Big Tech’s Inverted “Bump”: When demand goes up, royalties go down

Greg Sandoval has an interesting article today (“Web Radio Growing Faster Than On-Demand Services“) that points out another clear example that the new boss is worse than the old boss.

It has been a time-honored tradition in record deals (and many other types of creator contracts) that if your record has success, your royalty rate increases incrementally.  These are called “bumps.”  For example, a 16% artist royalty would increase to 17% at 500,000 and then to 18% at 1 million.  (Of course in contemporary record deals, those sales bumps would be much lower, closer to 100,000 and 250,000–in fact, as low as you can get them.  While the principle of reward for good performance is the same, the thresholds are much lower.  Why might that be do you suppose?)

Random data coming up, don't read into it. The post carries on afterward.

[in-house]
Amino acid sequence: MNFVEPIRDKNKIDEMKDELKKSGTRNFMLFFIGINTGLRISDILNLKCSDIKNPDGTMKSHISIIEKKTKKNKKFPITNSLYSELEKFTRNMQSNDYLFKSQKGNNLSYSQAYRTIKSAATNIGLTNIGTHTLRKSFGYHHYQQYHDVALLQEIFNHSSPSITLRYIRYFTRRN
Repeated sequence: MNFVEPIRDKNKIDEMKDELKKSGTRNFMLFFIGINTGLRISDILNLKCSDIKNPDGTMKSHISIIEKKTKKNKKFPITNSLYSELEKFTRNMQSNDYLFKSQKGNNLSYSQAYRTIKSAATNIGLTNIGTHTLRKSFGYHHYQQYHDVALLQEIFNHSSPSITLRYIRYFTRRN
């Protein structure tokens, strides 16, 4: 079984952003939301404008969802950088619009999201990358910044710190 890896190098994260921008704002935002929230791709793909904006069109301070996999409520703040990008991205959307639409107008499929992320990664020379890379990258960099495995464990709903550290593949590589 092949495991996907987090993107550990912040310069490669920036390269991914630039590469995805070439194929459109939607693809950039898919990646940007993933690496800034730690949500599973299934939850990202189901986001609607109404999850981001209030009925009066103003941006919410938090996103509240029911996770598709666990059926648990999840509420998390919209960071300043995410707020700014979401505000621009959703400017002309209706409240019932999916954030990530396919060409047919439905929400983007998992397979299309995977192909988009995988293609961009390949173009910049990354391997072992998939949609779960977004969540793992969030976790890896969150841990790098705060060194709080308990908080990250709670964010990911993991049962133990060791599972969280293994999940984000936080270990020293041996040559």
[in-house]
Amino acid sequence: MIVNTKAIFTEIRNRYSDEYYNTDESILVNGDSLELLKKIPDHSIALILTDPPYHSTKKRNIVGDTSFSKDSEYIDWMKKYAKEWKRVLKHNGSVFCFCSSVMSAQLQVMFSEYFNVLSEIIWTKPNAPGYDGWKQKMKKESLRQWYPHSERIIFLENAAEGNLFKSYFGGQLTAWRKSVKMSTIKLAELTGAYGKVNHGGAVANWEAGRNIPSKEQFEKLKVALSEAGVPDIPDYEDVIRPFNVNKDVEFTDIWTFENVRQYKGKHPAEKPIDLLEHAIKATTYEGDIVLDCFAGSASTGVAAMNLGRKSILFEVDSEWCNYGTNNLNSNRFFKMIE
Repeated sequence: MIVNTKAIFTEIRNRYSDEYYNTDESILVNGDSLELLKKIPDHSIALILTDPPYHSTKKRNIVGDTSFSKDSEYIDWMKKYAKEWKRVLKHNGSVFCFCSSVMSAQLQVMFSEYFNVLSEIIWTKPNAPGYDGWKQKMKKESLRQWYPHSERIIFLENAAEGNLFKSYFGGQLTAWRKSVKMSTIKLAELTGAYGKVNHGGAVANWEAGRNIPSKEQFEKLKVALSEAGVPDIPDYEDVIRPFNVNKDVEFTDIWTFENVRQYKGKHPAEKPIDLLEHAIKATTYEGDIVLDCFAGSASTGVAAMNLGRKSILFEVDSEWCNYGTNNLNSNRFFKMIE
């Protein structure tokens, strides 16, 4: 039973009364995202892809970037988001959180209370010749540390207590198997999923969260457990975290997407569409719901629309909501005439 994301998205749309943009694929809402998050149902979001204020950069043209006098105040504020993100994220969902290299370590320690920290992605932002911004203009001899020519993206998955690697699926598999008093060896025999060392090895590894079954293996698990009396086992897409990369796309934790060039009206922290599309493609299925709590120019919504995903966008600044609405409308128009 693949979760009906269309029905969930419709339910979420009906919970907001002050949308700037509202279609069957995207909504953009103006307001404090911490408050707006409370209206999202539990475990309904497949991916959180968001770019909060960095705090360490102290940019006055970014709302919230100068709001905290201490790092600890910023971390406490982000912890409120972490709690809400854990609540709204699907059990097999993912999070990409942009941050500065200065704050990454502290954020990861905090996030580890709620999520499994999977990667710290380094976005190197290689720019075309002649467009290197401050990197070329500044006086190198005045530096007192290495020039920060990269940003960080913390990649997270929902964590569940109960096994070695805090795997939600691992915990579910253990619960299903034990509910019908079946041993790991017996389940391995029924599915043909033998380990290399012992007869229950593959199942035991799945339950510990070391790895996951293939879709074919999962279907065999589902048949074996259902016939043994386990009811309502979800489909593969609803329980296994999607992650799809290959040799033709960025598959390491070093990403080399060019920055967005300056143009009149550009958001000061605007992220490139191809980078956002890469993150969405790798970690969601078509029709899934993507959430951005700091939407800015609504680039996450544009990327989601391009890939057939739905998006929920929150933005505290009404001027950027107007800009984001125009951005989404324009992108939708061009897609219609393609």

Pandora, Google, Sirius, Clear Channel and their Big Tech and Big Media pals are proposing a different approach–the inverse bump.  If you are popular, your rates will go down.

Is this why Tim Westergren drones on about the “middle class artist”?  Because he doesn’t want you to be too successful?

Think about this when Pandora gets done with their ASCAP lawsuit against songwriters.  That ASCAP check?  Great news, you were successful on Pandora, so they cut your royalties.

If you want to voice your opinion on IRFA, Senator Ron Wyden has a comment page on his Senate website click here.